SCREAM 4 is surprisingly brutal. Wes Craven appears to be revelling in the violence and perhaps asking questions of the audience as to why they enjoy watching it. Although, at times, it is somewhat jarring with some more broadly comedic elements. The film at least teases that the main players could be under mortal threat and has a sharper edge than the almost cutesy third instalment.

  Sidney Prescott (Neve Campbell) has a serious case of deja-vu.

Without giving away the identity of who is behind the murders, SCREAM 4 is to be given credit for the then timely critique of wannabe celebrities using murder to fast-track their internet fame - with one saying “I don’t need friends. I need fans.” By filming the murders on webcams - with the plan to release them to the internet - it at least in part references what Ghostface gleefully tells one victim is the first ever slasher movie featuring POV, Michael Powell’s PEEPING TOM (1960). One character quips: “A fucking Facebook killer. Are you kidding me?” However, it is somewhat surprising that the film doesn’t take the role of social media a little further. Although the film certainly laid the ground for the rash of social media horror that followed later in the decade. Amusingly, Williamson also seems to predict the spate of time travel slasher movies that started with HAPPY DEATH DAY (2017), when a character quips that the fictional STAB 5 featured the same conceit and that it was the worst of the series.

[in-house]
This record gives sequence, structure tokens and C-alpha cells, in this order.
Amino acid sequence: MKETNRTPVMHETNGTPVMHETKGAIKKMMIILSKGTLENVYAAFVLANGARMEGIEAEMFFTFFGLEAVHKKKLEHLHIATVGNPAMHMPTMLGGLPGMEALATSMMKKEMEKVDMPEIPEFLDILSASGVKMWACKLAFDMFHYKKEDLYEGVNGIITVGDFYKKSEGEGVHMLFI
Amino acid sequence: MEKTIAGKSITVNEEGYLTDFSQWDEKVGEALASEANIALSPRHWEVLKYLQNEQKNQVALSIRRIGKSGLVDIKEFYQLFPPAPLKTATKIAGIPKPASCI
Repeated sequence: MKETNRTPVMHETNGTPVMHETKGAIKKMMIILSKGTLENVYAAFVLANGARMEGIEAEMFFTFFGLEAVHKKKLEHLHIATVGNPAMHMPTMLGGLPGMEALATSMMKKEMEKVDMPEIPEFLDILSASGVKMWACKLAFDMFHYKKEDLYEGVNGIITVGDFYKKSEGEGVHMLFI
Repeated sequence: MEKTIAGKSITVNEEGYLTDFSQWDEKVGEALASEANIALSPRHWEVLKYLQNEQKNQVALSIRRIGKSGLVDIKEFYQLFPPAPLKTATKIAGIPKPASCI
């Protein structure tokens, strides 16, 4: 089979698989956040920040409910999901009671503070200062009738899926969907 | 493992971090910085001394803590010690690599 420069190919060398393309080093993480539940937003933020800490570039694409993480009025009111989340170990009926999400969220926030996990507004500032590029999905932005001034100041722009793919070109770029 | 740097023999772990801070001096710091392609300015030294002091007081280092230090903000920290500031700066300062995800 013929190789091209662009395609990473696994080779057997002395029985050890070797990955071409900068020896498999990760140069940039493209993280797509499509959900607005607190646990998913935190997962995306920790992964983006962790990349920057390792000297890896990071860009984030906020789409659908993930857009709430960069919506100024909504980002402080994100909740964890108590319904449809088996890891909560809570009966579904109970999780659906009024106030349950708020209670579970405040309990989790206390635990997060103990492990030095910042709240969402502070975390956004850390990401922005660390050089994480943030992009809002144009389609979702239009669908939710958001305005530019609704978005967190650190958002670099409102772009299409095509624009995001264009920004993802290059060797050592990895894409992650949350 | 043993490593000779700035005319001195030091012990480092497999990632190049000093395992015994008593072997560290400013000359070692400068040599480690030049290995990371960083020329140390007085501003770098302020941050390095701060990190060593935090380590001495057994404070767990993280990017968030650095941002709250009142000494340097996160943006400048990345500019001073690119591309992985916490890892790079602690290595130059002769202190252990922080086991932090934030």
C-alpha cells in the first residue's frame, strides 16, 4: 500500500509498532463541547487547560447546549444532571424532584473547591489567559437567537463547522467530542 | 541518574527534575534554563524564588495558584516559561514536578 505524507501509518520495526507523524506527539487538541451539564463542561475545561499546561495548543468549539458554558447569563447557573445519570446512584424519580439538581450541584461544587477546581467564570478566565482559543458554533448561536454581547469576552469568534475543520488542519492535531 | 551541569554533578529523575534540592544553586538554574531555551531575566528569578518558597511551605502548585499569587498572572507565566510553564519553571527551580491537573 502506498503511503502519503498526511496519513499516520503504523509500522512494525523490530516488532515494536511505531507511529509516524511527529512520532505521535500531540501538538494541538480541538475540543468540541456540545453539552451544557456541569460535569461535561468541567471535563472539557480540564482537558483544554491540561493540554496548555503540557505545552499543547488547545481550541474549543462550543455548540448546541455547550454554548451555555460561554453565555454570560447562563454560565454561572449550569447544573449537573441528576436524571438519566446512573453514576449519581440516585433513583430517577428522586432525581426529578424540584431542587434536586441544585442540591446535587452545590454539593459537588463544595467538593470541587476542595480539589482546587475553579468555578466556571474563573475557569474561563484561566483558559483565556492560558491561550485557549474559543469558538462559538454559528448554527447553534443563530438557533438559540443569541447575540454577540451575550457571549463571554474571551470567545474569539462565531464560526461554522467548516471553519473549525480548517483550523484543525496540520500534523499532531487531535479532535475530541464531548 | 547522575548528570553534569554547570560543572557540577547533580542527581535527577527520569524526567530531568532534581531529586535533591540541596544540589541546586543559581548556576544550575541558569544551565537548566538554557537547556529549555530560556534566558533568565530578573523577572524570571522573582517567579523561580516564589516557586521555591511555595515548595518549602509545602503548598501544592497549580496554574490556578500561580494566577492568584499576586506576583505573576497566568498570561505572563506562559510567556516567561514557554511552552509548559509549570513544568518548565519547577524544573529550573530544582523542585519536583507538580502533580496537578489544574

As might be expected with a Weinstein production it wasn’t all plain sailing and SCREAM 3 (2000) writer Ehren Kruger was brought in during production to do re-writes - something which irked Craven (and no doubt Williamson). Originally the film was meant to end on a cliffhanger as to whether Sidney was still alive and able to identify the killer. However, the climactic scene in the hospital unintentionally added yet another self-referential element to another Weinstein production. The new ending mirrored a similar one in the remake of BLACK CHRISTMAS (2006) which was also added at Harvey Weinstein’s insistence.

SCREAM 4 holds the unfortunate distinction of being the lowest-grossing SCREAM movie to date. It failed to make back its $40 million budget on a disappointing domestic gross of just $38 million (although success overseas saw it not completely flop). For whatever reason it didn’t connect with mainstream audiences that had largely moved on from the SCREAM series and not enough time had passed for it to gain a retro interest amongst a newer fan base. Its disappointing box office nixed plans for a direct follow-up - although the series would regain its zeitgeist and commercial appeal more than a decade later with SCREAM (2022) and SCREAM VI (2023). And shortly, Kevin Williamson will be back with Neve Campbell for SCREAM VII (2025) free of the meddling hands of the Weinsteins.


SCREAM 4 is available in to buy on Bluray from Amazon US.


BODYCOUNT 13   bodycount!   female: 8 / male: 5

1) Female stabbed with a knife
      2) Female has her throat cut
      3) Female stabbed in the stomach
      4) Female seen deadn
      5) Female stabbed to death
      6) Female stabbed in the stomach
      7) Male stabbed in the back
      8) Male stabbed in the forehead
      9) Female stabbed in the back
     10) Male stabbed repeatedly
     11) Male shot in the head
     12) Male stabbed repeatedly
     13) Female electrocuted